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International Men’s Day Symposium: Elizabethan Founder Advocates for Ministry Of Men Affairs




The CEO and Founder of Elizabethan Humanitarian Life (H&H) Foundation, Mrs. Oyinade Samuel-Eluwole, has put forward a strong advocacy to the federal government for the establishment of the ministry of Men Affairs for the sake of gender balance, equity, and inclusion.

Mrs. Samuel Eluwole made this call at the Elizabethan Foundation’s International Men’s Day Symposium which took place Wednesday, November 15, 2023, in Lagos. The Symposium was organised as one of the activities to commemorate the International Men’s Day themed “Zero Male Suicide.”

Speaking at the event, she said that, “The International Men’s Day is a Day established by the global community to create awareness and to underscore the need to bring to the front burner many issues faced by men, which include but not limited to suicide, violence, and parental alienation, among others; and this is celebrated annually on  November 19th.” She added that “The theme emphasises the six significant pillars of International Men’s Day, which include: To promote male role models. To celebrate the contribution that men make. To focus on men’s health and well-being. To highlight discrimination against men. At Elizabethan, IMD is very important to us because our focus is to intervene for male gender at all levels. We are focusing on the psychological and emotional frustration of males at all levels because we see males as endangered species.”

Speaking further the Elizabethan Foundation Boss said that the male gender in Nigeria suffer lack and neglect, and that there is an urgent need to focus on how to attend to them. “We have paid so much attention to the women, the girl-child, and to the female gender generally. This is good and the society and government should do more in that regard. However, for us in Elizabethan Humanitarian Life Foundation, we think that the society should not neglect the men in the process. If you notice, the men and the boy-child in our society, are going through so much pressure based on traditional disposition and societal expectations. Our boys are not expected to cry to express their painful emotions, and our men are expected to shoulder too heavy and too many loads – from taking care of their wife, children, extended family, and even to the larger society – where they are expected to take the lead in every activity. As a result most of them go through psychological trauma without notice, and physical emasculation without anyone paying attention.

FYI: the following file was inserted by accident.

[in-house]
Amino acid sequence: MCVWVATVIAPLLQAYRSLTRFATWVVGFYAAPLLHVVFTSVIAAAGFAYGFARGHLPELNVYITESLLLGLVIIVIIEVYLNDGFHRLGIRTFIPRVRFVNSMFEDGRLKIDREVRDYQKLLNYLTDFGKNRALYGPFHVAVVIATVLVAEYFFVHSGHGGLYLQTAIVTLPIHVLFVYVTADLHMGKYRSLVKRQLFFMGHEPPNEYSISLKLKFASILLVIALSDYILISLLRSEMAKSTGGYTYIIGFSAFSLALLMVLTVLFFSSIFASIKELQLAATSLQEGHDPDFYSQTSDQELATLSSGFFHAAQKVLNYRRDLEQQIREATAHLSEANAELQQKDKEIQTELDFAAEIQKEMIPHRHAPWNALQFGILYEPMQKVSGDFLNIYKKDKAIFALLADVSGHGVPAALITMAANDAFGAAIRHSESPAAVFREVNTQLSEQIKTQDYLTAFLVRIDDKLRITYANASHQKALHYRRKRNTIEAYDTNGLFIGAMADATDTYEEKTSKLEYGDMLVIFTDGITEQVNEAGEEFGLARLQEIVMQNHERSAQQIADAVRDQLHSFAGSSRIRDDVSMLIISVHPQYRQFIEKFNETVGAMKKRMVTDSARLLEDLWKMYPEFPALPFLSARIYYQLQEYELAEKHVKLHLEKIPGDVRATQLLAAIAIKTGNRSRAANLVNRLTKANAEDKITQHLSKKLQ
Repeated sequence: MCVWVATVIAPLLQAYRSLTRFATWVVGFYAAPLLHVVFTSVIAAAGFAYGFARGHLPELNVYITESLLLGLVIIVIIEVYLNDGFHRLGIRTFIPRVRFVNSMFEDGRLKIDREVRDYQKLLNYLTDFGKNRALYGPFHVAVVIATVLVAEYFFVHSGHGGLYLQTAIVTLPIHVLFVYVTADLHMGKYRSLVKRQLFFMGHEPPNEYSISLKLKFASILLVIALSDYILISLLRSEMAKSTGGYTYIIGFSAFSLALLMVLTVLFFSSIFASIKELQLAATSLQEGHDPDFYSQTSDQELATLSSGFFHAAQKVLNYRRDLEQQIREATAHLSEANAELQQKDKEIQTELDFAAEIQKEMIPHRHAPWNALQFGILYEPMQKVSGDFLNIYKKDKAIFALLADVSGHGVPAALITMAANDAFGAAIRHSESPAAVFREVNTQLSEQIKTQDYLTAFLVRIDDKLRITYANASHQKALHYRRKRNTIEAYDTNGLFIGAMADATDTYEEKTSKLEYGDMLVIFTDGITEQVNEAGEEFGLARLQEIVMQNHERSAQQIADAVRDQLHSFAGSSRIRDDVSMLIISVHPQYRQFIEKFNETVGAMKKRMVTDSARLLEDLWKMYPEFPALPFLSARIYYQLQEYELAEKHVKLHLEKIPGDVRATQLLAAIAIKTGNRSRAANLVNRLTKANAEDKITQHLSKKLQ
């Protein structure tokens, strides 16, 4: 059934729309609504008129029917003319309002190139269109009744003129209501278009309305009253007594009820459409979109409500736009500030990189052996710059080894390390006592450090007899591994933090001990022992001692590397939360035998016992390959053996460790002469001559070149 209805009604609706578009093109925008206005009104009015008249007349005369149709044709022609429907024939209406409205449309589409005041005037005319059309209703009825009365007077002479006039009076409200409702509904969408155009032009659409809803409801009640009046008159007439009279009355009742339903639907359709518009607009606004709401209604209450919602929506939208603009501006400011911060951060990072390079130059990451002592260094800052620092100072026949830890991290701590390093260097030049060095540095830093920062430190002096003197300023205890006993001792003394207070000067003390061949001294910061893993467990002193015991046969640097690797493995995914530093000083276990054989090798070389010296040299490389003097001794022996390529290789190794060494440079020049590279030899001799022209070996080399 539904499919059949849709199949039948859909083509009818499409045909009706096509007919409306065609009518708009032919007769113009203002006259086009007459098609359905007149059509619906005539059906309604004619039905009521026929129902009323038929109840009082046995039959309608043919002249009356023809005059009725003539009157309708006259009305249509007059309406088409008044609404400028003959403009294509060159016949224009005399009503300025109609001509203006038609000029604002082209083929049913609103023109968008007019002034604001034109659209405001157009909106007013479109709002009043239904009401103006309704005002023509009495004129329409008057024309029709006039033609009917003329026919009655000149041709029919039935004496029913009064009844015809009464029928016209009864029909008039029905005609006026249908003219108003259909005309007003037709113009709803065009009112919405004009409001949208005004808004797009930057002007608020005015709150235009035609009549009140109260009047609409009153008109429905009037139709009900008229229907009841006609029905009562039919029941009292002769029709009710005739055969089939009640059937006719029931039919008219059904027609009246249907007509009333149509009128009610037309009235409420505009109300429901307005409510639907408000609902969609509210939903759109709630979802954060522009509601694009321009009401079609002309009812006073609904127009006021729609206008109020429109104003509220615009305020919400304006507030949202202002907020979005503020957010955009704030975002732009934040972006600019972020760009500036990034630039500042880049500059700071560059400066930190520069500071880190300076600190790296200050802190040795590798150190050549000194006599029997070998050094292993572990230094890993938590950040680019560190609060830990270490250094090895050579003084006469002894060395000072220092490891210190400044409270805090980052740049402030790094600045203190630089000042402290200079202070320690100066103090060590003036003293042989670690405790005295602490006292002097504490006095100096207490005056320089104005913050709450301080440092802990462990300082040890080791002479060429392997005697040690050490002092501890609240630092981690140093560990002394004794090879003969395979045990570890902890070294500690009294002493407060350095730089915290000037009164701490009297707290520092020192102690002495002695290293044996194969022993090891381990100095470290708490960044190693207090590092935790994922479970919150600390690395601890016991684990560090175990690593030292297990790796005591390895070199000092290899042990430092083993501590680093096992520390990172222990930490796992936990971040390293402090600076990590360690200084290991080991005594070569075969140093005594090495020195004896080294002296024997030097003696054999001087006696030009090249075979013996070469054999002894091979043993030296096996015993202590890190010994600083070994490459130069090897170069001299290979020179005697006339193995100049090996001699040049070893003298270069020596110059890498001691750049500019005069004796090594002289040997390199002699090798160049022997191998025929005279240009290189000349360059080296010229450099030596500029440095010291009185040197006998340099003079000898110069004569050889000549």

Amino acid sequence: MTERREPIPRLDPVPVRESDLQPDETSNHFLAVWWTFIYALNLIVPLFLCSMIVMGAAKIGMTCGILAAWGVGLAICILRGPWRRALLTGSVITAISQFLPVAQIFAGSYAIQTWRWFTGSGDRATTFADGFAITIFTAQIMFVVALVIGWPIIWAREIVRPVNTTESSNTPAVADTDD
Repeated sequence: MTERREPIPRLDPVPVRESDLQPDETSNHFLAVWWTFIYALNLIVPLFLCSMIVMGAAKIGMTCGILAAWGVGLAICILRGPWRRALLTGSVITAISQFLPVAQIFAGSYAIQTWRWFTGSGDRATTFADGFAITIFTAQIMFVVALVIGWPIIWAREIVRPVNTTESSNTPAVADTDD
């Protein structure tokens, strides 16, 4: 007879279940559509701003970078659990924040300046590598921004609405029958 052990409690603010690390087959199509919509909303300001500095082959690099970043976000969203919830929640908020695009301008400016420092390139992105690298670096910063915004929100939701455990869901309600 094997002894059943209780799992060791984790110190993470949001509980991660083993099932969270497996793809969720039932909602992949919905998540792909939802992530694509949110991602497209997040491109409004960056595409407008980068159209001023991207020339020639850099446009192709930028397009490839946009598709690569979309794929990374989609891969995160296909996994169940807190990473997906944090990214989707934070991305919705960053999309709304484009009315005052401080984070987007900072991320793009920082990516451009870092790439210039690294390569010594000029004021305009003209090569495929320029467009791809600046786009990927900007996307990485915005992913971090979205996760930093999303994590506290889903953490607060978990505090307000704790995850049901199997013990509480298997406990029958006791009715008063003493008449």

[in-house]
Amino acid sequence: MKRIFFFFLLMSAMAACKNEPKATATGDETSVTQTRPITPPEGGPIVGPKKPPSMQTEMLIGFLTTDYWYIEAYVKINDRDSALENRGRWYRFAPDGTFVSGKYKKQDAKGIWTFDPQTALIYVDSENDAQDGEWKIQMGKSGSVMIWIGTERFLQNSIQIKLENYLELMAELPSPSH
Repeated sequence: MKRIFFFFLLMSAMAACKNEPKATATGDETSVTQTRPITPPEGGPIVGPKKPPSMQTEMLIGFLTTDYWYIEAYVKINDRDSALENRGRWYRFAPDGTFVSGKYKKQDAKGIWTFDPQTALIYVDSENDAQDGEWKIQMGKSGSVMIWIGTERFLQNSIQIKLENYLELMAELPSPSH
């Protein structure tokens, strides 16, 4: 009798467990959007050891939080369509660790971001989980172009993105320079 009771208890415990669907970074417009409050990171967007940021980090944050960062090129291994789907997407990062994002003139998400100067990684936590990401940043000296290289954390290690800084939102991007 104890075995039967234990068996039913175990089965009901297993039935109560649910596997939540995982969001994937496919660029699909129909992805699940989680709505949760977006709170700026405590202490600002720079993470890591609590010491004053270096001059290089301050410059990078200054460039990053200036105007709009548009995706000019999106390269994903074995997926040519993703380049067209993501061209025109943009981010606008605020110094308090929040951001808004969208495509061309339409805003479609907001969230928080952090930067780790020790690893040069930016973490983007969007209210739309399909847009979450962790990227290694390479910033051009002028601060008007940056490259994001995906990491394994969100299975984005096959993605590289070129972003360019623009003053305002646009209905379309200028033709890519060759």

Consequently, she called for intentional mindfulness on the wellbeing of our male gender from cradle to old age. According to her, our men, and in fact, the male gender generally, are systematically marginalised. For instance, you have the ministry of women affairs at the federal and state government levels, where is the ministry of Men Affairs. My Foundation calls on the federal government, state governments, and the local government areas in Nigeria, to be sensitive and hence set up ministries of Men Affairs to also attend to the peculiar needs of the male gender. This is necessary because, today, the world is concerned about diversity, gender equity, and inclusion, DEI. Nigeria should not be left behind in the matters that concern humanity.”


Fielding questions to the press about the Foundation’s other plans for the International Men’s Day, she said “Earlier in the week we went for an Outreach around Surulere in Lagos and its environs, where we met and spoke to a lot of abandoned male children who had no one to care for them. It was a very traumatic experience for me. It is so easy for some of us to move ahead with our own children or families without caring or paying attention to what is happening to other children, especially the boy child; Or even our aged fathers. Some of them are in a very desolate and pathetic condition. But, we move on. No one cares. But, we, in the Elizabethan Foundation care. That is why we are doing what we are doing.”


Other speakers at the symposium which focused on the theme “Zero Male Suicide” were: Prof. Sola Aletan, an Associate Professor of Educational Psychology, at the University of Lagos, Nigeria; Prof. Oyekunle Oyelami, a specialist in Community Development and Social Works Education, at the Faculty of Education, University of Lagos; Ahmad Ibrahim Sajoh, an activist, a Journalist, a Public Relations Practitioner, an Administrator and a renown Public Affairs Analyst. Currently, he is the Executive Director/CEO of FutureNow Initiative, an NGO based in Abuja; Prof. Omoniyi Kayode Yemitan, the Dean, Faculty of Basic Clinical Sciences, and Sports Director, Lagos State University College of Medicine, Ikeja, Lagos; and Prof Emevwo Biakolo,  the founding Dean of Media and Communication Pan-Atlantic University, Ibeju-Lekki, Lagos.

The event which was moderated by Mr. Joko Okupe, an accomplished brand management and marketing communication expert, who is also the founder of Mindshift Advocacy for Development Initiative,  got the participants and the general audience – both those on ground psychically, and those who joined online – agitated and reflective, as so many salient issues concerning the male gender from cradle to old age were raised and discussed, including the fundamental issue of men suicide.